In absolutely every aspect, the public sector has been severely affected by COVID-19. Unemployment is reaching heights unseen in years and the anxiety filling the atmosphere is smothering us all. No market or sector is safe, and the music industry is no exception.
SXSW was the first major music event to go. Scheduled to take place in Austin, Texas between March 13th and 22nd, the annual event typically draws 400,000 punters. Local officials declared a “local disaster”, ordering a cancellation issue. According to last year’s sales, the loss for 2020 comes in at around $356m. This announcement was soon followed by the postponement of Coachella, itself worth over $1bn globally.
Spain’s Primavera Sound Festival, due to be held in Barcelona between June 3rd and 7th, has also been postponed. Meanwhile the UK’s Glastonbury followed suit on 18th March, cancelling what would’ve been its 50th anniversary event. 135,000 people had already paid £50 deposits. General admission costs £265, and tickets for 2020 sold out in 34 minutes, with over 2.4 million people registering. The Irish Times have completed a comprehensive list of confirmed cancellations and postponements of events that were due to take place on our own home soil. For now, the nation turns its lonely eyes towards boutique festivals old and new in wait of the inevitable.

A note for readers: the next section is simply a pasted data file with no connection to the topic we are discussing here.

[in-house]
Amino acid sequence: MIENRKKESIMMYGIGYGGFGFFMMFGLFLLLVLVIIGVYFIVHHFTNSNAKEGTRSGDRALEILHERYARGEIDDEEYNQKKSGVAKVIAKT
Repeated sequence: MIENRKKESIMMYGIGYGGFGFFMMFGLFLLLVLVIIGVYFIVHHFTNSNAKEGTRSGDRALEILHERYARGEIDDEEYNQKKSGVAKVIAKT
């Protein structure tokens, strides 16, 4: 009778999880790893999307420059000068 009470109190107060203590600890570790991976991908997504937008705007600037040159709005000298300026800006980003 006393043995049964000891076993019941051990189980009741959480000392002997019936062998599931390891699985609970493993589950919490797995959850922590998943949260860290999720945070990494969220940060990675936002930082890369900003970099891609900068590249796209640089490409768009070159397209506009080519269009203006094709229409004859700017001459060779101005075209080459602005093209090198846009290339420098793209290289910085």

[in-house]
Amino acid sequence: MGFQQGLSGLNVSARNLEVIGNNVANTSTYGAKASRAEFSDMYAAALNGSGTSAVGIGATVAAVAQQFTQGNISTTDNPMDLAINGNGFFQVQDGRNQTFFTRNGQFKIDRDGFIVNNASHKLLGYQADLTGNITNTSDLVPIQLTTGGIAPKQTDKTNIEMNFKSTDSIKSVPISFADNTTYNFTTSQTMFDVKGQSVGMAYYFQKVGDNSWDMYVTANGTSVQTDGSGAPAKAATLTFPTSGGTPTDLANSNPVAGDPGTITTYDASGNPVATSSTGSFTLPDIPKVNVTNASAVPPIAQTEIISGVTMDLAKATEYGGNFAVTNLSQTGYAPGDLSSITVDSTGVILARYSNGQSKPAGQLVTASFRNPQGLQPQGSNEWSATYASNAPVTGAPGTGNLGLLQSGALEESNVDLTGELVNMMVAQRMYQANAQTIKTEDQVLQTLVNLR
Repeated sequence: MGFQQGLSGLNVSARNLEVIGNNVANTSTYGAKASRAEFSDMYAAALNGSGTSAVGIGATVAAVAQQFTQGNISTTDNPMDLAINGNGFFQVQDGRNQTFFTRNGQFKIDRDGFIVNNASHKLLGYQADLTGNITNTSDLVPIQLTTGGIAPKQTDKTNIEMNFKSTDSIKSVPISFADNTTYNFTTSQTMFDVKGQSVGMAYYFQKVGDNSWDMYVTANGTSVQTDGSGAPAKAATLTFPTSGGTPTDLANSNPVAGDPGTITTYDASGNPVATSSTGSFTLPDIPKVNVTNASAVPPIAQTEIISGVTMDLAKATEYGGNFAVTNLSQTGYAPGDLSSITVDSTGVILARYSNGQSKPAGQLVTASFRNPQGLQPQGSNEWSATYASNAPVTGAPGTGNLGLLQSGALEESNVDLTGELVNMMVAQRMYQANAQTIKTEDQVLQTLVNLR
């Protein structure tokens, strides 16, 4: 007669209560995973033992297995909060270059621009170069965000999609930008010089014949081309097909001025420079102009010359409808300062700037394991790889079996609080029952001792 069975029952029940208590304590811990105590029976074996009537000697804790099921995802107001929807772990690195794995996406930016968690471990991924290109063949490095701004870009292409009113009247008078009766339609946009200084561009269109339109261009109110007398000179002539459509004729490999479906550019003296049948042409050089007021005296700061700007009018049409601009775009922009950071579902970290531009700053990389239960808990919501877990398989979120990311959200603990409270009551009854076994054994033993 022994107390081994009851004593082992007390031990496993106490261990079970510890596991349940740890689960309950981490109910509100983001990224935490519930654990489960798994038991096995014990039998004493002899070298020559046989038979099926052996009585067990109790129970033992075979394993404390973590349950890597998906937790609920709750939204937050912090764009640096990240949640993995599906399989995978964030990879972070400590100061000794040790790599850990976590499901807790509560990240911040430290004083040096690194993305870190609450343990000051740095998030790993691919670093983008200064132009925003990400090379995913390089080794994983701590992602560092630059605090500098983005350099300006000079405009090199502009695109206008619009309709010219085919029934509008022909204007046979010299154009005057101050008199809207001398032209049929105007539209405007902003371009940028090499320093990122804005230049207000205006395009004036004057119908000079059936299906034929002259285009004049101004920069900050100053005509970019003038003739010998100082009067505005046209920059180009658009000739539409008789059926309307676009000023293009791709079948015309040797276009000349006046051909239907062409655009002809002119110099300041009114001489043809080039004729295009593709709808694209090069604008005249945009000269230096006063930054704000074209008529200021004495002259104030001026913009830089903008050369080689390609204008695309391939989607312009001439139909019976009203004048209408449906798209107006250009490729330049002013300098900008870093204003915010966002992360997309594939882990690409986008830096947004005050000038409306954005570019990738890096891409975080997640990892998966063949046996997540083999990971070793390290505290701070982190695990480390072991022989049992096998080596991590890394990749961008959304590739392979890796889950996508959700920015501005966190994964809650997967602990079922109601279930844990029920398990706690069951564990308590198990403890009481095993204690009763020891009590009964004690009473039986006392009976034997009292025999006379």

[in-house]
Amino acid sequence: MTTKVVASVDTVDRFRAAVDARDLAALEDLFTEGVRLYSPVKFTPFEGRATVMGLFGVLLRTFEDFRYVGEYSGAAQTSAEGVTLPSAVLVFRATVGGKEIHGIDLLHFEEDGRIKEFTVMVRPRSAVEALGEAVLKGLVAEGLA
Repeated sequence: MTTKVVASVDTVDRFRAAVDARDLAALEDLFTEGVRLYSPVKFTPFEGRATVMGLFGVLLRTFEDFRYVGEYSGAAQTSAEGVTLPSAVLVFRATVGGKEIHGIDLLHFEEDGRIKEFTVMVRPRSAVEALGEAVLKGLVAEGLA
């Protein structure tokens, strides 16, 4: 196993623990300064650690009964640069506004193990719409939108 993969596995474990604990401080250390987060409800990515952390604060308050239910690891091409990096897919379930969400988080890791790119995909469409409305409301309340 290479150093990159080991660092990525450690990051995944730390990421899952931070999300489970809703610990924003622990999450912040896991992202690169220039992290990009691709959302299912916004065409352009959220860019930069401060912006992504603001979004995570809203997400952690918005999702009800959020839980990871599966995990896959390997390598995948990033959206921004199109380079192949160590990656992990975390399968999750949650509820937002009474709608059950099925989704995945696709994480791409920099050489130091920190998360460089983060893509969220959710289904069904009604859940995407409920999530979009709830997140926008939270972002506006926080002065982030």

Of course, it’s not just financial loss affecting the music industry. Touring musicians are most active during the summer and festival season usually comes with the promise of guaranteed income. The opportunities for up-and-coming acts during this busy period are invaluable. Unfortunately, this year’s absence could prove to have the most devastating impact on the industry. Although public health and safety is paramount, these announcements are no less upsetting for any artist that thought this year would be the one to launch their career.